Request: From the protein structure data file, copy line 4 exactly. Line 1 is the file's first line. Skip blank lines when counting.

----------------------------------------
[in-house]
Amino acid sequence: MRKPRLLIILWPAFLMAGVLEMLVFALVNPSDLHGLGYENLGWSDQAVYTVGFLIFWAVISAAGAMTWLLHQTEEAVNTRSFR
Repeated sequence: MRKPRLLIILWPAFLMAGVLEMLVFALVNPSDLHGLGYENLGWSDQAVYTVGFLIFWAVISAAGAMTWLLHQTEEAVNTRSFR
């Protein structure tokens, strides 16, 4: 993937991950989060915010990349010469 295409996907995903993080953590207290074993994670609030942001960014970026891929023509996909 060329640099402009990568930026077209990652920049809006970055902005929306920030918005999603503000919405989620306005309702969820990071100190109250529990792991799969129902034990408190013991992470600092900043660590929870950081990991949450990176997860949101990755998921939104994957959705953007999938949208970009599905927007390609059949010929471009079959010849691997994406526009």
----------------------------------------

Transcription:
């Protein structure tokens, strides 16, 4: 993937991950989060915010990349010469 295409996907995903993080953590207290074993994670609030942001960014970026891929023509996909 060329640099402009990568930026077209990652920049809006970055902005929306920030918005999603503000919405989620306005309702969820990071100190109250529990792991799969129902034990408190013991992470600092900043660590929870950081990991949450990176997860949101990755998921939104994957959705953007999938949208970009599905927007390609059949010929471009079959010849691997994406526009």